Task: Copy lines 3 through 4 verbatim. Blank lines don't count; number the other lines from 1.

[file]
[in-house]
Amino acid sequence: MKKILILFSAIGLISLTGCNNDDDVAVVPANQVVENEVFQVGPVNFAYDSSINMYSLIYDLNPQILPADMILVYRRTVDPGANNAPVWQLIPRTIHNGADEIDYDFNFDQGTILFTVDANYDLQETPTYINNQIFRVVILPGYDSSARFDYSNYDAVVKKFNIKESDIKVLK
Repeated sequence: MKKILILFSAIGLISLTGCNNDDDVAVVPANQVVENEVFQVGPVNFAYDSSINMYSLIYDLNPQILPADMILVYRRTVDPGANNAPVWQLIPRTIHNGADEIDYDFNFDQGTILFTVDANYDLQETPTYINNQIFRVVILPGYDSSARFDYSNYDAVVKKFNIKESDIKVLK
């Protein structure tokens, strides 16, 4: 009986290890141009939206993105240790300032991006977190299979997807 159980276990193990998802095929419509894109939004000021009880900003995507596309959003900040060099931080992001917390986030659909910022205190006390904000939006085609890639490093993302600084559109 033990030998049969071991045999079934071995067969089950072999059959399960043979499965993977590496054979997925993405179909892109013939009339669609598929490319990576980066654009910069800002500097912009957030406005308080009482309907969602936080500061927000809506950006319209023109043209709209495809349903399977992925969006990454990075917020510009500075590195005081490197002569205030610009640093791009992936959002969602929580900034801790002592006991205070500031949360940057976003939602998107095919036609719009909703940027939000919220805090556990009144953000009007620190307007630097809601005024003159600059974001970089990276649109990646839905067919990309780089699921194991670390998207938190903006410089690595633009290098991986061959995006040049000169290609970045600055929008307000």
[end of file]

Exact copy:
Repeated sequence: MKKILILFSAIGLISLTGCNNDDDVAVVPANQVVENEVFQVGPVNFAYDSSINMYSLIYDLNPQILPADMILVYRRTVDPGANNAPVWQLIPRTIHNGADEIDYDFNFDQGTILFTVDANYDLQETPTYINNQIFRVVILPGYDSSARFDYSNYDAVVKKFNIKESDIKVLK
């Protein structure tokens, strides 16, 4: 009986290890141009939206993105240790300032991006977190299979997807 159980276990193990998802095929419509894109939004000021009880900003995507596309959003900040060099931080992001917390986030659909910022205190006390904000939006085609890639490093993302600084559109 033990030998049969071991045999079934071995067969089950072999059959399960043979499965993977590496054979997925993405179909892109013939009339669609598929490319990576980066654009910069800002500097912009957030406005308080009482309907969602936080500061927000809506950006319209023109043209709209495809349903399977992925969006990454990075917020510009500075590195005081490197002569205030610009640093791009992936959002969602929580900034801790002592006991205070500031949360940057976003939602998107095919036609719009909703940027939000919220805090556990009144953000009007620190307007630097809601005024003159600059974001970089990276649109990646839905067919990309780089699921194991670390998207938190903006410089690595633009290098991986061959995006040049000169290609970045600055929008307000």